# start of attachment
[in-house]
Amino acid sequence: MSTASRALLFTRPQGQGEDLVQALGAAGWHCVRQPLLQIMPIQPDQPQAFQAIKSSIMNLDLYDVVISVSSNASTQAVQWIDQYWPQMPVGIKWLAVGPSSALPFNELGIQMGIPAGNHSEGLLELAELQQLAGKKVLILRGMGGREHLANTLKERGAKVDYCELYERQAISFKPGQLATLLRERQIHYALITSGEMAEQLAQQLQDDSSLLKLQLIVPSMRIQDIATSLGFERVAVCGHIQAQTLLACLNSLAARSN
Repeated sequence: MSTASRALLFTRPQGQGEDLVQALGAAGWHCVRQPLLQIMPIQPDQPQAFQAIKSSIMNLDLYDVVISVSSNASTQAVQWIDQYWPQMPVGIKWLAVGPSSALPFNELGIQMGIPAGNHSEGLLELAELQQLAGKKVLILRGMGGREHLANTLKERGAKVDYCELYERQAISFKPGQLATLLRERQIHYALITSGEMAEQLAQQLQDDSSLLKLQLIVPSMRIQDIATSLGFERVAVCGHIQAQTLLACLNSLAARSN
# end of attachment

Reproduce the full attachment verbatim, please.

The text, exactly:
[in-house]
Amino acid sequence: MSTASRALLFTRPQGQGEDLVQALGAAGWHCVRQPLLQIMPIQPDQPQAFQAIKSSIMNLDLYDVVISVSSNASTQAVQWIDQYWPQMPVGIKWLAVGPSSALPFNELGIQMGIPAGNHSEGLLELAELQQLAGKKVLILRGMGGREHLANTLKERGAKVDYCELYERQAISFKPGQLATLLRERQIHYALITSGEMAEQLAQQLQDDSSLLKLQLIVPSMRIQDIATSLGFERVAVCGHIQAQTLLACLNSLAARSN
Repeated sequence: MSTASRALLFTRPQGQGEDLVQALGAAGWHCVRQPLLQIMPIQPDQPQAFQAIKSSIMNLDLYDVVISVSSNASTQAVQWIDQYWPQMPVGIKWLAVGPSSALPFNELGIQMGIPAGNHSEGLLELAELQQLAGKKVLILRGMGGREHLANTLKERGAKVDYCELYERQAISFKPGQLATLLRERQIHYALITSGEMAEQLAQQLQDDSSLLKLQLIVPSMRIQDIATSLGFERVAVCGHIQAQTLLACLNSLAARSN